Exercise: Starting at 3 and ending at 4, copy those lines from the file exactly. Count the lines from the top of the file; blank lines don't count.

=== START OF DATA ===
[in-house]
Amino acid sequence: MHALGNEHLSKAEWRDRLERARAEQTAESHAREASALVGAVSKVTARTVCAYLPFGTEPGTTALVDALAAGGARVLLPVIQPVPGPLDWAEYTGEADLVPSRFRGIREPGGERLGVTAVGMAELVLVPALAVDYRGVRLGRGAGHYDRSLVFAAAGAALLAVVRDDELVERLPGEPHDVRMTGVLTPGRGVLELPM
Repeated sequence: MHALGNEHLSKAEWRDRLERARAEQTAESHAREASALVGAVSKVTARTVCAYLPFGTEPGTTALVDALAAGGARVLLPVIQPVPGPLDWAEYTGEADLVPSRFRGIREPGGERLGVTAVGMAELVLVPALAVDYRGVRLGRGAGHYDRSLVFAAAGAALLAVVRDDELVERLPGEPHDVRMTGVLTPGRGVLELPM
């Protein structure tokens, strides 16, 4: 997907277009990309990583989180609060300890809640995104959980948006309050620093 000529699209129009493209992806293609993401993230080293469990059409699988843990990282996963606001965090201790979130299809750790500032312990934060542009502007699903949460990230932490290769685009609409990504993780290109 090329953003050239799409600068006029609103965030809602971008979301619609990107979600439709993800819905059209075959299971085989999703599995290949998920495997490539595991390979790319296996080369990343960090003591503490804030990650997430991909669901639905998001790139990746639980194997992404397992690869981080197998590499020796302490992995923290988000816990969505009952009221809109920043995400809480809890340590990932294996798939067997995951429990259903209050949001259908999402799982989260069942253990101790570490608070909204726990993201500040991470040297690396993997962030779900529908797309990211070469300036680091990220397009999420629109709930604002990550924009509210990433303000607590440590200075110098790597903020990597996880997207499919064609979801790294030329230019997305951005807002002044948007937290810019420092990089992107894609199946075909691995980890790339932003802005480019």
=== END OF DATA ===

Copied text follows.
Repeated sequence: MHALGNEHLSKAEWRDRLERARAEQTAESHAREASALVGAVSKVTARTVCAYLPFGTEPGTTALVDALAAGGARVLLPVIQPVPGPLDWAEYTGEADLVPSRFRGIREPGGERLGVTAVGMAELVLVPALAVDYRGVRLGRGAGHYDRSLVFAAAGAALLAVVRDDELVERLPGEPHDVRMTGVLTPGRGVLELPM
């Protein structure tokens, strides 16, 4: 997907277009990309990583989180609060300890809640995104959980948006309050620093 000529699209129009493209992806293609993401993230080293469990059409699988843990990282996963606001965090201790979130299809750790500032312990934060542009502007699903949460990230932490290769685009609409990504993780290109 090329953003050239799409600068006029609103965030809602971008979301619609990107979600439709993800819905059209075959299971085989999703599995290949998920495997490539595991390979790319296996080369990343960090003591503490804030990650997430991909669901639905998001790139990746639980194997992404397992690869981080197998590499020796302490992995923290988000816990969505009952009221809109920043995400809480809890340590990932294996798939067997995951429990259903209050949001259908999402799982989260069942253990101790570490608070909204726990993201500040991470040297690396993997962030779900529908797309990211070469300036680091990220397009999420629109709930604002990550924009509210990433303000607590440590200075110098790597903020990597996880997207499919064609979801790294030329230019997305951005807002002044948007937290810019420092990089992107894609199946075909691995980890790339932003802005480019």